It was all fine and dandy until we got back to Disappointment Cleaver. We took a different route down and that reduced some of the exposure but basically you go down in crampons on scree and some solid granite. And you are still roped up but you have coils of rope in your hand so that you don't drag it. Now separated by only a few feet each time a rope-mate dropped down a 2 foot step you were pulled down almost on top of them. Added to this fun was a whipping wind that kept blowing dirt and sand into our faces, in our eyes and up our noses...


This hell lasted less than an hour and we were back on the glacier for the last mile to Camp Muir. Camp Muir was both a blessing and a curse. We reveled in congratulations, and we thoroughly enjoyed taking a break. But our main purpose at Camp Muir was to get all our gear packed eat a little, drink a little, and get back on the trail. We were there less than an hour.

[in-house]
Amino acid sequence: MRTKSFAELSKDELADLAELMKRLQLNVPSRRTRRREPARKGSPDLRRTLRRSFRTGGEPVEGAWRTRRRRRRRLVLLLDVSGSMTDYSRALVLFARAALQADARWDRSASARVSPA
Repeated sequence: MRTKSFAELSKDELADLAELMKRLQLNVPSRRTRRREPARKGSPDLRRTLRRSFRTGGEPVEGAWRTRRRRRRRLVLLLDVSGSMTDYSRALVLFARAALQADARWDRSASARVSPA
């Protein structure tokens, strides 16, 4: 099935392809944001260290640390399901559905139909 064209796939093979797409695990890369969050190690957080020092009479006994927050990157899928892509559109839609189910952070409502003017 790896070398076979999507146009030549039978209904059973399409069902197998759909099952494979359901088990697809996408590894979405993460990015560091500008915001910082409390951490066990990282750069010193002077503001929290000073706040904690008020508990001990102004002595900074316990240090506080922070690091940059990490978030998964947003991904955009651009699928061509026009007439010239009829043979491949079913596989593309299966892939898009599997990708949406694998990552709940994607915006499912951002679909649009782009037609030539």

Once packed up and loaded we started out. Immediately I could tell something was wrong. My legs didn't seem to want to work. My quads couldn't keep my legs slightly bent as one does in a normal walking stride. I would just collapse. After falling down several times I ended up having to walk straight-legged like a robot. Needless to say this was slow going. My teammates took off ahead of me. I didn't mind this since the route was obvious but Brent kept stopping everyone and waiting for me. I didn't like this at all. I'm usually the one waiting on folks in the mountains.


But this kept up. I kept my robot walk up and Brent kept stopping everyone. We got into a slightly steep mostly melted snowfield that was just ridiculous for me to try to get down. I kept falling while my teammates easily boot-skied down. Eventually Leon, who'd stayed behind to clean up a bit, caught me and asked me for my backpack. I argued with him a bit but I knew I was holding everyone up. I finally relented and he split my gear with Billy. I was completely demoralized... I've never had someone take gear from me, but have many times been on the other end of that transaction.